Guidelines for the Prevention and Treatment of Opportunistic Infections in Adults and Adolescents with HIV
The information in the brief version is excerpted directly from the full-text guidelines. The brief version is a compilation of the tables and boxed recommendations.
Herpes Simplex Virus
Last Updated: May 26, 2020; Last Reviewed: May 26, 2020
Note: Compared to acyclovir, valacyclovir has improved bioavailability and requires less frequent dosing.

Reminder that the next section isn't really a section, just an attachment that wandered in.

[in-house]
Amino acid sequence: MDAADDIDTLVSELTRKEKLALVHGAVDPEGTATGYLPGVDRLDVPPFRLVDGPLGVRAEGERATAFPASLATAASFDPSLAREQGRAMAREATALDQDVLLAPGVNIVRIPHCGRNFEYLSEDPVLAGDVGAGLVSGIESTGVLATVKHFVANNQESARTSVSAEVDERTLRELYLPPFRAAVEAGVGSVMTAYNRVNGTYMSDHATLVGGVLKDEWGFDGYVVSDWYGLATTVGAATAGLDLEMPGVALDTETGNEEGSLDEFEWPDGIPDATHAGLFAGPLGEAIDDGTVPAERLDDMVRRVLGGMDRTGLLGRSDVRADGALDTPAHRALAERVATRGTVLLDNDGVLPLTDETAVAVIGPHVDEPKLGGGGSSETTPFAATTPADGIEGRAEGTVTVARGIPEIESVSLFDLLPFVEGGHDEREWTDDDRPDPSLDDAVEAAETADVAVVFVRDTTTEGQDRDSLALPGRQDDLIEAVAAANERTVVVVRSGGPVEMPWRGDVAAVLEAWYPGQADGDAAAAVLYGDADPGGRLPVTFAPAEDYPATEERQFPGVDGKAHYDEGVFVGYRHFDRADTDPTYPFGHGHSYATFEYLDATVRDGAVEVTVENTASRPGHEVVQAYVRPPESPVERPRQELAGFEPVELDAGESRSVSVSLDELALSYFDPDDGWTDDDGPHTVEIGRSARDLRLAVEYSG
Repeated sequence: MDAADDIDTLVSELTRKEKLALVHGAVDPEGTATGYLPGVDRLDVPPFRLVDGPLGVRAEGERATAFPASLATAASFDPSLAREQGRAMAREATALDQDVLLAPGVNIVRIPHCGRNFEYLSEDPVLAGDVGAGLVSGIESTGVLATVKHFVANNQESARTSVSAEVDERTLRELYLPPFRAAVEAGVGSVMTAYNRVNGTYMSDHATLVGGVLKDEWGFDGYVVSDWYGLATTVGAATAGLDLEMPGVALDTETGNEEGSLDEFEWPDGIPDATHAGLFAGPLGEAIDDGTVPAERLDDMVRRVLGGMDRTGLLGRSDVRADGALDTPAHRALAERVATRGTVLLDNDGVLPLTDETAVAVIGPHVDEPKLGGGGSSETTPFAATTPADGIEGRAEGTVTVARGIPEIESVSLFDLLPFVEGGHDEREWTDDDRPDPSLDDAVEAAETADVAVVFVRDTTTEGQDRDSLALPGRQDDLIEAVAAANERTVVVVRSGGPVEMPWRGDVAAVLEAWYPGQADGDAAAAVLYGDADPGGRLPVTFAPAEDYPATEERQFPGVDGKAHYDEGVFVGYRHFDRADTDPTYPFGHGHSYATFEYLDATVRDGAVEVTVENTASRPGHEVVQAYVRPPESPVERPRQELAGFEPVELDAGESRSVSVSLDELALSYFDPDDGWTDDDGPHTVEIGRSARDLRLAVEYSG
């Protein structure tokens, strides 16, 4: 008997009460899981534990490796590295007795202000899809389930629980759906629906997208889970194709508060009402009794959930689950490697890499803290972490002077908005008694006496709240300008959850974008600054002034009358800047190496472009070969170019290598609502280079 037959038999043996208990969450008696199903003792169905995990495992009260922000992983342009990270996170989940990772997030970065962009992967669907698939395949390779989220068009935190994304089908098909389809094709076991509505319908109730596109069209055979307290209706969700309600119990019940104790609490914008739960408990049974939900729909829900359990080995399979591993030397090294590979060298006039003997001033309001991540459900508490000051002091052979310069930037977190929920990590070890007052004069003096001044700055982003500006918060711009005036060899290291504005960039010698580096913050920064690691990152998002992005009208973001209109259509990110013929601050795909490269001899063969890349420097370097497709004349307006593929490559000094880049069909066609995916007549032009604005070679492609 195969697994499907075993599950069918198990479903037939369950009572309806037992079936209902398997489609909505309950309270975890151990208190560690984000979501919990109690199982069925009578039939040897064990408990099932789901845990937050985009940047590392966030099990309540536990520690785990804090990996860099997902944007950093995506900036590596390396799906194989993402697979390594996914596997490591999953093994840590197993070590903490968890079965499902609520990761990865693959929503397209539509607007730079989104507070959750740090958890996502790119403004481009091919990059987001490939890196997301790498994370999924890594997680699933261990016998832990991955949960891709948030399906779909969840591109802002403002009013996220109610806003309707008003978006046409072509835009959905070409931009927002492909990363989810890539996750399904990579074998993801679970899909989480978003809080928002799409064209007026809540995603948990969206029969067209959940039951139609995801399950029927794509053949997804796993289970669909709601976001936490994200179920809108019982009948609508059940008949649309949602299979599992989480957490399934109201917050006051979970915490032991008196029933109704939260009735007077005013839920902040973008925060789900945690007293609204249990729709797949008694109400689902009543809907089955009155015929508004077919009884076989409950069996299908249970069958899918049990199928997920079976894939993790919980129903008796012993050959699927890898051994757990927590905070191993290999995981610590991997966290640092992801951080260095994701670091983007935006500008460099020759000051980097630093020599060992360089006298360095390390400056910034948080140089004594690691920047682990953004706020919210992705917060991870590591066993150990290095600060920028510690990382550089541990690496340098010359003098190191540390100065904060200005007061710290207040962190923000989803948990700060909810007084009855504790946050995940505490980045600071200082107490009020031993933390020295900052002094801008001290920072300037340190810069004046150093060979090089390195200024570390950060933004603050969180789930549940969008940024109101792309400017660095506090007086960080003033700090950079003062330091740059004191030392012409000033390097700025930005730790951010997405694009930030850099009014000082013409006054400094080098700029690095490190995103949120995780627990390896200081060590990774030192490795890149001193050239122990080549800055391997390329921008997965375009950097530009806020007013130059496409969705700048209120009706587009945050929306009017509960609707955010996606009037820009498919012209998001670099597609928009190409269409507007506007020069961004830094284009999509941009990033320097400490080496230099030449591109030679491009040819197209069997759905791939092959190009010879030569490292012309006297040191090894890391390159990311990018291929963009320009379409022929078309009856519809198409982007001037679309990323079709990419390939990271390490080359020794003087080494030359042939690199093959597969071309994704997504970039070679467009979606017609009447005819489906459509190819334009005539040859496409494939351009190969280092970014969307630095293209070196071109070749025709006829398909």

Treating Orolabial Lesions (Duration: 5–10 Days)
|Chronic Suppressive Therapy
For Acyclovir-Resistant Mucocutaneous HSV infections
IV Foscarnet 80–120 mg/kg/day in 2–3 divided doses until clinical response (AI)
Alternative Therapy (Duration: ≥21–28 Days, Based on Clinical Response) (CIII):
Key: ART = antiretroviral therapy; HSV = herpes simplex virus; IV = intravenously; PO = orally
- CDC | 2015 STD Treatment Guidelines
- HCV Guidance: Recommendations for Testing, Managing, and Treating Hepatitis C
- AIDSinfo Patient Materials: What is an Opportunistic Infection?
- AIDSource | HIV-Related Conditions
- AETC National HIV Curriculum
- How to Cite These Guidelines
- Adult and Adolescent OI Guidelines Archive